Pensions: Ekas top-up grant for some 200,000 poorer pensioners will be phased out by 2020 – as demanded by lenders. But Mr Tsipras says no to immediate Ekas cut for the wealthiest 20% of Ekas recipients
Defence: Mr Tsipras says reduce ceiling for military spending by €200m in 2016 and €400m in 2017. Lenders call for €400m reduction – no mention of €200m
Two key meetings are to take place to discuss aid for Greece, after Athens missed the deadline for a €1.5bn (£1.1bn, $1.7bn) payment to the IMF on Tuesday.
Eurozone finance ministers were set to discuss Greece’s new proposal in a conference call.
The second meeting will see officials with the European Central Bank (ECB) deciding on whether to demand more collateral from Greek banks on emergency loans it has given them.
With the previous eurozone bailout expired, Greece no longer has access to billions of euros in funds.
Only three other countries are still in arrears to the IMF – Sudan, Somalia and Zimbabwe. Between them, they owe €1.6bn, only marginally more than Greece.
is feared Greece could be forced out of the European single currency
The European Commission – one of the “troika” of creditors along with the IMF and the ECB – wants Athens to raise taxes and cut welfare spending to meet its debt obligations.
Greece’s left-wing Syriza government, elected on an anti-austerity platform, has been in deadlock with its creditors for months over the terms of a third bailout.
Last weekend, the Greek government took the unilateral decision to hold a vote, angering eurozone ministers.
EU leaders have warned that a No vote would see Greece leave the eurozone – though Mr Tsipras says he does not want this to happen.
Human rights body the Council of Europe has said the referendum would “fall short of international standards” if held as planned on Sunday.
The body’s Secretary General Thorbjorn Jagland told AP that the fact the vote “has been called on such a short notice… is a major problem”, and criticised the lack of clarity in the question to be put to voters.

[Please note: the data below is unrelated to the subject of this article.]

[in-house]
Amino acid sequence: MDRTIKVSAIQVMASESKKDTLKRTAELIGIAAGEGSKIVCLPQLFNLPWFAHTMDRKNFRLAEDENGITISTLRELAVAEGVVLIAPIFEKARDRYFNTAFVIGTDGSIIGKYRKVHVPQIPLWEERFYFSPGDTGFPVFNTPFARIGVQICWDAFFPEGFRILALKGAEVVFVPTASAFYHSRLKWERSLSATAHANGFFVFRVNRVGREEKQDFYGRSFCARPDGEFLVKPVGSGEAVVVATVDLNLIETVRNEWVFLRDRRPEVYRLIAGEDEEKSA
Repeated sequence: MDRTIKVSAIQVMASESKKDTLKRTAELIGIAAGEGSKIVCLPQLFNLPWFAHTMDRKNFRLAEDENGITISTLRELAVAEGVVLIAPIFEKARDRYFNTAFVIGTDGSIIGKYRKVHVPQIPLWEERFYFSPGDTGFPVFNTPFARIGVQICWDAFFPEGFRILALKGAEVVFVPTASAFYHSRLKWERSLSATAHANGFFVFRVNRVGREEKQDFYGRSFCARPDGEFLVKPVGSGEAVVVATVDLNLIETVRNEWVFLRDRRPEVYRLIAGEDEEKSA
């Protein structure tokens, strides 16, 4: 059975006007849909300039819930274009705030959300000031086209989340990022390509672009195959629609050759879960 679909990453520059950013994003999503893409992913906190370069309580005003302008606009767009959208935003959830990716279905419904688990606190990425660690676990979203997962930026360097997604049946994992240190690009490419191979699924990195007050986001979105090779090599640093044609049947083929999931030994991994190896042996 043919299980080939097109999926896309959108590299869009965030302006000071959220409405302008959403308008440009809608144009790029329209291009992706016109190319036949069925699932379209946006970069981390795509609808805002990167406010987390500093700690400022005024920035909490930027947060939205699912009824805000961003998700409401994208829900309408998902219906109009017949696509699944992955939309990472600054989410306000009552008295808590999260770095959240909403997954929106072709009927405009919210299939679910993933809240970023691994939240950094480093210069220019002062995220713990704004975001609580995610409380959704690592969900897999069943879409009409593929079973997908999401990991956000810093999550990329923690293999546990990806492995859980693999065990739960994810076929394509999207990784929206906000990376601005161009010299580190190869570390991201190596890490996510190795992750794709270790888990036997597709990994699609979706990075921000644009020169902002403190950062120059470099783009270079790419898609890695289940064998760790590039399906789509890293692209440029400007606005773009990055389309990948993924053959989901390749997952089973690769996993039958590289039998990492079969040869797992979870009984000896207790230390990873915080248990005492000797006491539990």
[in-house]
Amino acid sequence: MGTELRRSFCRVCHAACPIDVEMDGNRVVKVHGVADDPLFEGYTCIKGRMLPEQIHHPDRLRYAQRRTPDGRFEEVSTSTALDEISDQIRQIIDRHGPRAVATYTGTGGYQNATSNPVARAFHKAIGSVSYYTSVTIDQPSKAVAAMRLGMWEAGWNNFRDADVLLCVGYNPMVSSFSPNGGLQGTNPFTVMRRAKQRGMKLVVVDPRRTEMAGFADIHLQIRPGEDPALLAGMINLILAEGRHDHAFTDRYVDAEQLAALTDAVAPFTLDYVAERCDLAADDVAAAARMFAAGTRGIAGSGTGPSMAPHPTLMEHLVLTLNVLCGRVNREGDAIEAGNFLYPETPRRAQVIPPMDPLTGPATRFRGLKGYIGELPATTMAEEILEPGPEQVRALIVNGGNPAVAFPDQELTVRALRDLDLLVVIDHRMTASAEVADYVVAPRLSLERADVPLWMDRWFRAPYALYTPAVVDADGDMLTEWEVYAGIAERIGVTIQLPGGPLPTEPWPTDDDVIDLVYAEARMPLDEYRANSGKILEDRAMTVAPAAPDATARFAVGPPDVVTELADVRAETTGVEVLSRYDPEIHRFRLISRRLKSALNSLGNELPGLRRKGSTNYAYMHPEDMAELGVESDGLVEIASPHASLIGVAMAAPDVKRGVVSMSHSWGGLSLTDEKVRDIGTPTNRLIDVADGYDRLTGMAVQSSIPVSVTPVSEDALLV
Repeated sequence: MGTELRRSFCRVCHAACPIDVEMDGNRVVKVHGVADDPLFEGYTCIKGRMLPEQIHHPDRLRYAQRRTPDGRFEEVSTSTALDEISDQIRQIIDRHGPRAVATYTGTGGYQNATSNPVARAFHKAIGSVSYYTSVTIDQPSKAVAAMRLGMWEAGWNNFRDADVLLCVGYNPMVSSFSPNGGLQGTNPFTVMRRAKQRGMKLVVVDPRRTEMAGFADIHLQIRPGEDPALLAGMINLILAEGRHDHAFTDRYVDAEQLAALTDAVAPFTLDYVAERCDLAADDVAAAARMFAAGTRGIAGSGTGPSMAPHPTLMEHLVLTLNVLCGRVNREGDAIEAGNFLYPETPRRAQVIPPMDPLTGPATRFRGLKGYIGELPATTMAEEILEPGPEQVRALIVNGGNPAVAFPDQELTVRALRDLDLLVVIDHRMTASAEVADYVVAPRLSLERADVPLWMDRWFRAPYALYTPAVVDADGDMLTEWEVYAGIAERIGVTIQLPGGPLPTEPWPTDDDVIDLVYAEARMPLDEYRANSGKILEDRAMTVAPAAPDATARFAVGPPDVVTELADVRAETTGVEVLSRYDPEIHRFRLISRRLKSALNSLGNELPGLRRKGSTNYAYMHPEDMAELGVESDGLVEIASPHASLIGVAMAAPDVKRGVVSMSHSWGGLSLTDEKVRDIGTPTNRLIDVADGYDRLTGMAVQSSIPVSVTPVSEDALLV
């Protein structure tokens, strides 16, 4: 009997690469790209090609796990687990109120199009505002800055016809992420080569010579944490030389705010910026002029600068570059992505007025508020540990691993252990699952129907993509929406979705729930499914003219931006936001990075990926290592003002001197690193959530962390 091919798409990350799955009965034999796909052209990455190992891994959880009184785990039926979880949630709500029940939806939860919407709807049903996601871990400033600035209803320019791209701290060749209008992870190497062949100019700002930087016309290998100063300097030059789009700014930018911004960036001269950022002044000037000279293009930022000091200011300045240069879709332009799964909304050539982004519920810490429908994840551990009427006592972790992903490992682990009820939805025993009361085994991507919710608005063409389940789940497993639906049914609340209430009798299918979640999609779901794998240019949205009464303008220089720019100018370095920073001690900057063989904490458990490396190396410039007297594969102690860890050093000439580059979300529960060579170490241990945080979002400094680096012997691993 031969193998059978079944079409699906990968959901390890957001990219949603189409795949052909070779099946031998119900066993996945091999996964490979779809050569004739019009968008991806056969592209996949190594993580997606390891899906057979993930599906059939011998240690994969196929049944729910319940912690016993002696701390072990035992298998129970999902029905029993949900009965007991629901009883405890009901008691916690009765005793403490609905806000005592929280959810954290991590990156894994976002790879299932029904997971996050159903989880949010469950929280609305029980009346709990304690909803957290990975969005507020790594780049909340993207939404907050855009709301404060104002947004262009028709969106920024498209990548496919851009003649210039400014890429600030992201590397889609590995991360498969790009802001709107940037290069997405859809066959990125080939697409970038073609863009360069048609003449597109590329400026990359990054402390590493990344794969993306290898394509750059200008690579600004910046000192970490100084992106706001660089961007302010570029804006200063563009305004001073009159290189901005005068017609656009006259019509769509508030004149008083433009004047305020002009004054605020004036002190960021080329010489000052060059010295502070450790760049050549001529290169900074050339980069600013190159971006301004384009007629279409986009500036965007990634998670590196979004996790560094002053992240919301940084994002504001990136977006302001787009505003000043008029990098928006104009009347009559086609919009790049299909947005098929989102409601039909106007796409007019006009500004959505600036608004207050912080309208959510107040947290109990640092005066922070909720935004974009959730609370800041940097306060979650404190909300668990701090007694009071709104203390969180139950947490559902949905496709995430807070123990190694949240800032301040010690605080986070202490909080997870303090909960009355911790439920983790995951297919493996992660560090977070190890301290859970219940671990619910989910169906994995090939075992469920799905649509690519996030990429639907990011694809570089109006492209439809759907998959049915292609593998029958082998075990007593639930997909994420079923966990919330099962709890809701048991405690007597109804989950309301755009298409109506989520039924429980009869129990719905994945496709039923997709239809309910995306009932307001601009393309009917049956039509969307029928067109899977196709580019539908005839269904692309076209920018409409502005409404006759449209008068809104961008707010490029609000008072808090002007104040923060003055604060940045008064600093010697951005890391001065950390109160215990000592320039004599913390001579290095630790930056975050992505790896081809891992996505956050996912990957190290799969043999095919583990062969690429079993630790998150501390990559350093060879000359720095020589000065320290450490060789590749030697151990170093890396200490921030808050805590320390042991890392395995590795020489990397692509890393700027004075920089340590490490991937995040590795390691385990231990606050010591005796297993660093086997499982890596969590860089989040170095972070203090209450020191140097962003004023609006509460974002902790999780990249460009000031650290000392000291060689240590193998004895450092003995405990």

A poll by the Greek newspaper Efimerida ton Syntakton published on Wednesday suggested that 54% of Greeks would vote against the creditors’ terms for a bailout – but that the number of “No” voters had fallen since the introduction of capital controls.
The economy is frozen and we’re in a liquidity trap, where everyone wants to hold euros.
Investment is non-existent and consumption has collapsed.
People have stopped submitting tax income statements and with the banks closed the government cannot receive anything. Supermarkets don’t know what to do with the cash they receive.
We are not in the eurozone bailout programme so the European Central Bank cannot increase funding to the banking system.
Credit agencies have reduced the ratings on Greek banks so they’re almost junk and even if they have collateral to give they may not be able to get new funding. Plus, we are essentially in default of the IMF.
Even if there is a deal, capital controls will be here for some time because there would be a rush on the banks if they re-opened.
An interim solution would only calm the symptoms of the crisis. Under a more permanent deal difficulties would remain for some weeks.